Marvel’s latest movie, Avengers: Age of Ultron, opened to the second largest weekend ever at the box office. The comics industry – from which so many of today’s top blockbusters are derived — earned about $540 million last year. That’s a 20 percent increase from five years ago. Current sales trends show those numbers continuing to rise. Richard Evans is the owner of Bedrock City Comics in Houston.
“We always talk about it, those of us who have been collecting comics for a long time – how cool it is to be involved in this stuff now,” Evans says. “Because the things we were marginalized 30 years ago when we were teenagers – now it’s embraced by everybody because now – the general public –are all geeks.”
Texas has some of the world’s most dedicated fans. This year, the state will host about a dozen comic book and sci-fi conventions. John Simons is the chairman of Comicpaloozza, in Houston.
“We’re starting to get looked at kind of differently – we actually have a movie premiering, a world premier,” Simons says. “That sort of thing is something that does not happen to your average convention.”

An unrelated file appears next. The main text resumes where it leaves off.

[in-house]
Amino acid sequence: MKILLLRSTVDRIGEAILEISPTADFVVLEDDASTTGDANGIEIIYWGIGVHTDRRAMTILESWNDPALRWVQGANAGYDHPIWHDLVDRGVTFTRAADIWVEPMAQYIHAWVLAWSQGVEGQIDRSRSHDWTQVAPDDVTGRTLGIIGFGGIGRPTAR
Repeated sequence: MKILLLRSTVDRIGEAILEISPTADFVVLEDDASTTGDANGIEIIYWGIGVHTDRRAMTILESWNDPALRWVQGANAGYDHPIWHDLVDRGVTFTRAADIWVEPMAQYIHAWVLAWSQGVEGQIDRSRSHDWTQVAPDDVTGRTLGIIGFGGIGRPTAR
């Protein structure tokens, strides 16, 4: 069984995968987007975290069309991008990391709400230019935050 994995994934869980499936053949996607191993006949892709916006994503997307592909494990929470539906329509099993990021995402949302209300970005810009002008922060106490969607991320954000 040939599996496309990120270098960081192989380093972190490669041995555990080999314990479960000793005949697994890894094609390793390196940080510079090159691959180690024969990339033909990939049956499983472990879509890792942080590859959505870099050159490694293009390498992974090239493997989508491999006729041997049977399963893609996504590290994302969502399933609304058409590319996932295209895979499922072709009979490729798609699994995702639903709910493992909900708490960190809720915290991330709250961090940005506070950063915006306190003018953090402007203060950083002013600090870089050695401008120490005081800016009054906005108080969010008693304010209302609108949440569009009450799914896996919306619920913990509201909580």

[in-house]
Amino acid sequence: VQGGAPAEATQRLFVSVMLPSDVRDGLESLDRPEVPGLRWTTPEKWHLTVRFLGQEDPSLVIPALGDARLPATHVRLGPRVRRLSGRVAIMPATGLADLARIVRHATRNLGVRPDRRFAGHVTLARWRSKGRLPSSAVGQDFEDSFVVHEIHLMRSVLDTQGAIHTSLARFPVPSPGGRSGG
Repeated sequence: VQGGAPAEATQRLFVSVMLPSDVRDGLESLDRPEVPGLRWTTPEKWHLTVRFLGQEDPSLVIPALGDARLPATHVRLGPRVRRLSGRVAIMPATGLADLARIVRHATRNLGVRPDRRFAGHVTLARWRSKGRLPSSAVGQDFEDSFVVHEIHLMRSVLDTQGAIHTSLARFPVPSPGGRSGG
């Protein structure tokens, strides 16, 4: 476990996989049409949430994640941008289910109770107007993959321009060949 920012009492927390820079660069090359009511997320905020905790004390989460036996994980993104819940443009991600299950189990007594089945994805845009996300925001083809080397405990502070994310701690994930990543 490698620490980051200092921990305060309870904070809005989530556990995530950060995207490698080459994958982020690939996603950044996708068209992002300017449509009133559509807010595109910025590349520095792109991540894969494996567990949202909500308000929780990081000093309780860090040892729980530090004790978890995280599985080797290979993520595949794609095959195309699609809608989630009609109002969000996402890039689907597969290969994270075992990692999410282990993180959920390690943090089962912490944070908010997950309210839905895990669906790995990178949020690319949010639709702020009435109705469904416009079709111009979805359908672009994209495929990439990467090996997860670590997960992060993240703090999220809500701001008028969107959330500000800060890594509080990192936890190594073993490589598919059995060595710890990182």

Comicpalooza started out with a dozen comic writers and artists signing books in the lobby of a movie theatre. Six years later, it’s drawing more than 100,000 visitors and hosting a dozen celebrity appearances. But as with any industry seeing explosive growth, competition is tough.
“There are more comic conventions in the country than ever before, and more that are bigger; now there are actually large multinational companies that own some of them,” Simons says. “They have essentially limitless money if they wish to spend it. So the amount of competition for someone like me – who have $450 when he started – is tremendous.”
If you’re at this year’s convention, remember the collector’s mantra: buy comics if you want, maybe get them signed. But think twice before you throw anything away – today’s Comicpalooza program could become tomorrow’s comic book gold.